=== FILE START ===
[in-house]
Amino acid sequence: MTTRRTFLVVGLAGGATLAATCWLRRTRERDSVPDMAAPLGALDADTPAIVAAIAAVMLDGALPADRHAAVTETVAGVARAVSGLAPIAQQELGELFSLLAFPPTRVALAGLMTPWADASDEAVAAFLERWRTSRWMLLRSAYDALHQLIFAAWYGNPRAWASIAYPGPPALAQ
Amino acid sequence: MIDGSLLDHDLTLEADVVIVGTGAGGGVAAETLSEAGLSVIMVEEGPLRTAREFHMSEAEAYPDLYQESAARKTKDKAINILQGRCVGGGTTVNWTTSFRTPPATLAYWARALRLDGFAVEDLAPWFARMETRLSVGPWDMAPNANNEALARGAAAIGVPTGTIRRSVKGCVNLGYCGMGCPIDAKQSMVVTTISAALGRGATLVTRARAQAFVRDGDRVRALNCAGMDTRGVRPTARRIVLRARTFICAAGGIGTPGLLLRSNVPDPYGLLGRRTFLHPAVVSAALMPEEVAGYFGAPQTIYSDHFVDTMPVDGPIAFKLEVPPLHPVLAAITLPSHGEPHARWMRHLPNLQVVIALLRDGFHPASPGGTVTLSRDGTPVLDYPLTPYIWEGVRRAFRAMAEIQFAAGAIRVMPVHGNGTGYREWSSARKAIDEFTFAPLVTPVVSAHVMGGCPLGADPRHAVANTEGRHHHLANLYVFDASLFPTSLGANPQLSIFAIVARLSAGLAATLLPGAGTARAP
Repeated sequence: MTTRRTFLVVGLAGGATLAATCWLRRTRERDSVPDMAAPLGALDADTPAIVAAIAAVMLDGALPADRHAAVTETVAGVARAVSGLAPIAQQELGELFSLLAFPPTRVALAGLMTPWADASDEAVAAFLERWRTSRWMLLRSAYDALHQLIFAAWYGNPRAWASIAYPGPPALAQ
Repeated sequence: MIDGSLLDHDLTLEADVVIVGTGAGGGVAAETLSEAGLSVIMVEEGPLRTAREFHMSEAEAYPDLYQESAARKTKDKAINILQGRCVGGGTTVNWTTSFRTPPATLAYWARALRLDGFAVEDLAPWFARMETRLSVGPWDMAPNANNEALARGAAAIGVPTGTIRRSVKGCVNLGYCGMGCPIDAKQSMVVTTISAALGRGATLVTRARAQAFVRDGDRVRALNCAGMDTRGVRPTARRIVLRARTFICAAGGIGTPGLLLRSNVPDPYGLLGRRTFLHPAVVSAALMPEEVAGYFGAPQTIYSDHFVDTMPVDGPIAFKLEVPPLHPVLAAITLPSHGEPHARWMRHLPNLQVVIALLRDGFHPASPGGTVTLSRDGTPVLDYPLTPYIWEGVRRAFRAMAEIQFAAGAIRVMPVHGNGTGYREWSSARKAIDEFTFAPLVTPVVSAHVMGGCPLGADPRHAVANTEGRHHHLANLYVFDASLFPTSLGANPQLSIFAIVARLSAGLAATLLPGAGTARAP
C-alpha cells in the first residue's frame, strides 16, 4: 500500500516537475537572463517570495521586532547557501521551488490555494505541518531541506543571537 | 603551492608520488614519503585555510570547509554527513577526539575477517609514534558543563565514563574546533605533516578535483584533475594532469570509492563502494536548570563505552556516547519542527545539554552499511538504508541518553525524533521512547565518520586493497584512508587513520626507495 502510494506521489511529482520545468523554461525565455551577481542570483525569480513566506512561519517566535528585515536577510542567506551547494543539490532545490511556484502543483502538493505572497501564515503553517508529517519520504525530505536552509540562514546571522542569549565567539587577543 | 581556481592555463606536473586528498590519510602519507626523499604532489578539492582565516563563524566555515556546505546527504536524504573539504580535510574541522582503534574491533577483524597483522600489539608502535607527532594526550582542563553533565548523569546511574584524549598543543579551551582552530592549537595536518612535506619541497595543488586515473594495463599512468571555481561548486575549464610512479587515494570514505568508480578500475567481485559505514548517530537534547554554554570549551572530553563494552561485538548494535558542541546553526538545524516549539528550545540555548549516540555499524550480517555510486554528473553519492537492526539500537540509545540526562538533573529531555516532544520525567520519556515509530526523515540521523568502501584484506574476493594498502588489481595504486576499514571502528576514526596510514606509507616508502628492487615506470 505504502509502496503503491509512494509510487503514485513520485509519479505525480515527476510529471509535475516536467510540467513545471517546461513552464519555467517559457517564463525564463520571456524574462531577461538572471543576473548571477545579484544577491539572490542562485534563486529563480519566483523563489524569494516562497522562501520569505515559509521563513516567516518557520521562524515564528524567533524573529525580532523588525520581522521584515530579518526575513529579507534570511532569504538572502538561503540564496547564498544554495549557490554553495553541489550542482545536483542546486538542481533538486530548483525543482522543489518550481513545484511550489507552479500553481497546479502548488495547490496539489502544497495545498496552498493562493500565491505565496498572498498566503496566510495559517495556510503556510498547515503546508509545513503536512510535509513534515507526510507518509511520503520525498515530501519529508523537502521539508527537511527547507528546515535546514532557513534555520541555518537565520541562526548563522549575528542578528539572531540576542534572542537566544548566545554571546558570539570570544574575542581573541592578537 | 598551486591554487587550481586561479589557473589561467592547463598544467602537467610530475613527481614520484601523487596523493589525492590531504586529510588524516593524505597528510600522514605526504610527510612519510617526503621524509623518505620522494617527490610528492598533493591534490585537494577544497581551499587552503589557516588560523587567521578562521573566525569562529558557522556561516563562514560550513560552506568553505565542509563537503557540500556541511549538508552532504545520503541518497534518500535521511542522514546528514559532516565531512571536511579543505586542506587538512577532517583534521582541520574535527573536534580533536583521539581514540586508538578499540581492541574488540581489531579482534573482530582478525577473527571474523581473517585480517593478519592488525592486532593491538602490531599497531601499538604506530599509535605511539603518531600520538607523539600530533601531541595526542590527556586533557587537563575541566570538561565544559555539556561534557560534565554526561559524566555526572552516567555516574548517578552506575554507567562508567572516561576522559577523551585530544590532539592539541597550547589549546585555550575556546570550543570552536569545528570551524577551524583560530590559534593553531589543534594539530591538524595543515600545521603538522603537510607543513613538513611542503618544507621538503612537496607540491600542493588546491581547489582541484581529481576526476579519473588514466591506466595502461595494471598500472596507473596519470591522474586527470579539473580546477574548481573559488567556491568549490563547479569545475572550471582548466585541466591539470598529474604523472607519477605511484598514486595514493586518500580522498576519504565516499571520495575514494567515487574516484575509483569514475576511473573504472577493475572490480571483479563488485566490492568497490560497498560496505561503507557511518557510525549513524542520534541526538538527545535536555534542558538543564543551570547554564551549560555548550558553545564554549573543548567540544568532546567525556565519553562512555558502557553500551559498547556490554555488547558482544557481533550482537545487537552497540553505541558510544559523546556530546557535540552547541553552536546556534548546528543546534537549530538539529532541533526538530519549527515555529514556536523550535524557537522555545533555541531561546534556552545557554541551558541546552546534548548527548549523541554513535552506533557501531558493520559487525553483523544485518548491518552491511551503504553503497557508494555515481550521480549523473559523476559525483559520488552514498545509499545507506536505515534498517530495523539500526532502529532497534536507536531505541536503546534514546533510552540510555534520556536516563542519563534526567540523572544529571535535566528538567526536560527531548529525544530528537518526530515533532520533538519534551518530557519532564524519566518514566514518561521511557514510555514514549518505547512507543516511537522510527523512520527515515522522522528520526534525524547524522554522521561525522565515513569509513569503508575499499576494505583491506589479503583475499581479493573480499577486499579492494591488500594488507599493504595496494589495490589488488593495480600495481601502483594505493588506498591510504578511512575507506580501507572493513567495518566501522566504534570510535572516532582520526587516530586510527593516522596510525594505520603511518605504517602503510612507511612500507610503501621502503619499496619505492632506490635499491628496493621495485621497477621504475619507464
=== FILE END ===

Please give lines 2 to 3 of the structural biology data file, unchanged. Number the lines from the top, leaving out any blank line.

Amino acid sequence: MTTRRTFLVVGLAGGATLAATCWLRRTRERDSVPDMAAPLGALDADTPAIVAAIAAVMLDGALPADRHAAVTETVAGVARAVSGLAPIAQQELGELFSLLAFPPTRVALAGLMTPWADASDEAVAAFLERWRTSRWMLLRSAYDALHQLIFAAWYGNPRAWASIAYPGPPALAQ
Amino acid sequence: MIDGSLLDHDLTLEADVVIVGTGAGGGVAAETLSEAGLSVIMVEEGPLRTAREFHMSEAEAYPDLYQESAARKTKDKAINILQGRCVGGGTTVNWTTSFRTPPATLAYWARALRLDGFAVEDLAPWFARMETRLSVGPWDMAPNANNEALARGAAAIGVPTGTIRRSVKGCVNLGYCGMGCPIDAKQSMVVTTISAALGRGATLVTRARAQAFVRDGDRVRALNCAGMDTRGVRPTARRIVLRARTFICAAGGIGTPGLLLRSNVPDPYGLLGRRTFLHPAVVSAALMPEEVAGYFGAPQTIYSDHFVDTMPVDGPIAFKLEVPPLHPVLAAITLPSHGEPHARWMRHLPNLQVVIALLRDGFHPASPGGTVTLSRDGTPVLDYPLTPYIWEGVRRAFRAMAEIQFAAGAIRVMPVHGNGTGYREWSSARKAIDEFTFAPLVTPVVSAHVMGGCPLGADPRHAVANTEGRHHHLANLYVFDASLFPTSLGANPQLSIFAIVARLSAGLAATLLPGAGTARAP